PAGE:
Writing a book review isn’t an instantaneous thing for me. I don’t turn the last page of a book and immediately start bashing away at the keyboard. Instead the review forms over time in my head, sometimes whilst I am still reading, and then it takes me a little while to put it all in to words. For about half of Esther Freud’s ‘Sea House‘, the review which was forming was at best indifferent, at worst uncomplimentary. But then something changed and I was totally won over by its charm.
Lily has rented a Suffolk cottage so that she can work on her research of a famous architect, Klaus Lehmann. Reading through Lehmann’s letters, given to her by his son, Lily learns of Klaus’ passion for his wife, Elsa – a love which is possessive and jealous. The focus of the novel alternates between Lily and Max Meyer, a young artist who was commissioned many years ago to produce a painting of the house of Gertrude Jilks. Through Gertrude, Max is introduced to Elsa and the pair embark upon a passionate affair. Lily’s echoes Max’s; while she and her partner, Nick, are apart, she is drawn in to a relationship with Grae, her neighbour. Gradually, the past and present converge, as the links between the characters are revealed.
The book has a fairly complex plot – I couldn’t work out the connections between the main players: the lines joining them were only sketched lightly. After a while, I decided to abandon my frustrations and stop thinking so hard about the plot. The novel is full of insightful descriptions and prose, in which the sea and its shoreline communities play an important part. Unsurprisingly, houses also feature heavily, anchoring people in time and place.
It was at the point that I stopped concentrating so hard that I began to enjoy this book more. It must have been all those descriptions of the sea. I just let it wash over me.
Anne Jaccob is a young woman who knows what she wants. What she wants is Fub, the butcher’s boy. With her household thrown into disarray by the arrival of a new baby, Anne is drawn into the arrangements involved in running a London house in the 1700s, including the checking of meat brought for inspection. Fub brings the cuts of flesh to the back door, and hooks Anne. He awakens something in Anne which she has not experienced before and which she is not going to give up easily. But when their liaison is threatened, Anne herself is drawn into a realm of butchery and blood spillage that Fub could never have envisaged.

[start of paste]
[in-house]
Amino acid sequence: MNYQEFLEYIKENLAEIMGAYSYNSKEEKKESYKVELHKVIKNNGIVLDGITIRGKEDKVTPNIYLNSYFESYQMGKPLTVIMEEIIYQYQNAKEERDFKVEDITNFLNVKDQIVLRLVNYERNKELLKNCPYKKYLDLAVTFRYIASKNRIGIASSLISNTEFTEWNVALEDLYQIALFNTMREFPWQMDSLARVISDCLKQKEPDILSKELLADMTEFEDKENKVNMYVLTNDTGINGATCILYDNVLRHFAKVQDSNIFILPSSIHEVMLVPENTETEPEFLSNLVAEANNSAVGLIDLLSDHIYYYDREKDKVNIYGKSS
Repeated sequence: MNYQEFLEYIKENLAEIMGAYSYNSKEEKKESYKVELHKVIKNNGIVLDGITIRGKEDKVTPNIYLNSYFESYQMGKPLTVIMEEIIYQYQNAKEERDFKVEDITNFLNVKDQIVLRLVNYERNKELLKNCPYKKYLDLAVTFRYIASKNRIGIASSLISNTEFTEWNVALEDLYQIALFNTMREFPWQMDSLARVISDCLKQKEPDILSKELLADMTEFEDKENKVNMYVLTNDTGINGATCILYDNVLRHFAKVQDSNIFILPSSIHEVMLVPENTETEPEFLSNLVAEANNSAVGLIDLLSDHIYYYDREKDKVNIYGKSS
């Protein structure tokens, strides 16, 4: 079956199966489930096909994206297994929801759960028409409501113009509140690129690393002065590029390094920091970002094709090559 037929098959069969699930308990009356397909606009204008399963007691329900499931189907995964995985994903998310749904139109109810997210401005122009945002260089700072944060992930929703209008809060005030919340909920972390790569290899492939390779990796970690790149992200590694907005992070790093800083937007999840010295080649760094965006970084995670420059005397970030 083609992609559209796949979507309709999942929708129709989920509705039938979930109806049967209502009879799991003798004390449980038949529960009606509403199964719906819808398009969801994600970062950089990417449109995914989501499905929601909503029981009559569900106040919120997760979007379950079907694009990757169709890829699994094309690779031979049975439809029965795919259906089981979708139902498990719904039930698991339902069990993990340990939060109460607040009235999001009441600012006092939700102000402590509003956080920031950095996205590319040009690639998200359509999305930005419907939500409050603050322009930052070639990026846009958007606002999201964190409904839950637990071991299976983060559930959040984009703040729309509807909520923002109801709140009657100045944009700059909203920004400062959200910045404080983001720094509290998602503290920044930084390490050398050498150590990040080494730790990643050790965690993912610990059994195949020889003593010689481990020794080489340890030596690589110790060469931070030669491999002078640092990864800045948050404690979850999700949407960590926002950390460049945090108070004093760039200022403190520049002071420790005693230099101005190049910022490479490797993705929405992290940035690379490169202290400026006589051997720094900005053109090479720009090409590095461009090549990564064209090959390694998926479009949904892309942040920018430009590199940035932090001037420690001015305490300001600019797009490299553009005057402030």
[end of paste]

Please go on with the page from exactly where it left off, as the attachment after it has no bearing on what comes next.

This novel, the debut novel by former ‘Blue Peter’ presenter Janet Ellis, fascinated me. The period and historical details of the book are finely drawn, creating a credible backdrop against which the author sets out the tale. But it is Anne herself who provides the main interest; from the outset the reader knows that Anne has the capacity for malevolence when she is slighted. She is cunning, duplicitous and single-minded, capable of hot-blooded passion yet also cold-blooded revenge. I was totally drawn in by her.
As well as Anne, there is a strong supporting cast of characters who spring to life from the page: Simeon Onions, to whom Mr Jaccob hopes that Anne will be married, lecherous Dr Edwards who abuses the trust of both Anne and her father, twittering Aunt Elizabeth. The women in the novel are largely compliant and malleable, shaped by the strictures of their society. The men don’t fare much better, being self-interested and unscrupulous.
Some reviewers have called the ‘The Butcher’s Hook‘ a feminist work and I am not sure if I entirely agree with that conclusion. However, what does become apparent as the plot progresses, is that in order to hold on to what she wants, Anne has to behave more like the men around her than the women. Leaving me wondering if anything much has changed since 1763.